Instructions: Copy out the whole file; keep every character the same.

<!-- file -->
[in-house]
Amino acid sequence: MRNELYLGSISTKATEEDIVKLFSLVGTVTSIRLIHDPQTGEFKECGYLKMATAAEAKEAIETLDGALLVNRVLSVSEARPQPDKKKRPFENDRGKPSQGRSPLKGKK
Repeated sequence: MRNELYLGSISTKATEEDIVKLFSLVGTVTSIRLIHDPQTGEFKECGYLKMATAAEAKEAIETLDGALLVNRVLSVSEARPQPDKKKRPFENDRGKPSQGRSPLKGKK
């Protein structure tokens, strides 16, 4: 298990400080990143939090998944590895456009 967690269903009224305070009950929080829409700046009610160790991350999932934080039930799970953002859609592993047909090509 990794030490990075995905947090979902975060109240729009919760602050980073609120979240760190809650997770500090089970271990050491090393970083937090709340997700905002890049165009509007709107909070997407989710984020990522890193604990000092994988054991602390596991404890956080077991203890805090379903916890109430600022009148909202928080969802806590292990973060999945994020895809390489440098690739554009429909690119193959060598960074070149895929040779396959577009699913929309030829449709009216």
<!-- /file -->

[in-house]
Amino acid sequence: MRNELYLGSISTKATEEDIVKLFSLVGTVTSIRLIHDPQTGEFKECGYLKMATAAEAKEAIETLDGALLVNRVLSVSEARPQPDKKKRPFENDRGKPSQGRSPLKGKK
Repeated sequence: MRNELYLGSISTKATEEDIVKLFSLVGTVTSIRLIHDPQTGEFKECGYLKMATAAEAKEAIETLDGALLVNRVLSVSEARPQPDKKKRPFENDRGKPSQGRSPLKGKK
């Protein structure tokens, strides 16, 4: 298990400080990143939090998944590895456009 967690269903009224305070009950929080829409700046009610160790991350999932934080039930799970953002859609592993047909090509 990794030490990075995905947090979902975060109240729009919760602050980073609120979240760190809650997770500090089970271990050491090393970083937090709340997700905002890049165009509007709107909070997407989710984020990522890193604990000092994988054991602390596991404890956080077991203890805090379903916890109430600022009148909202928080969802806590292990973060999945994020895809390489440098690739554009429909690119193959060598960074070149895929040779396959577009699913929309030829449709009216």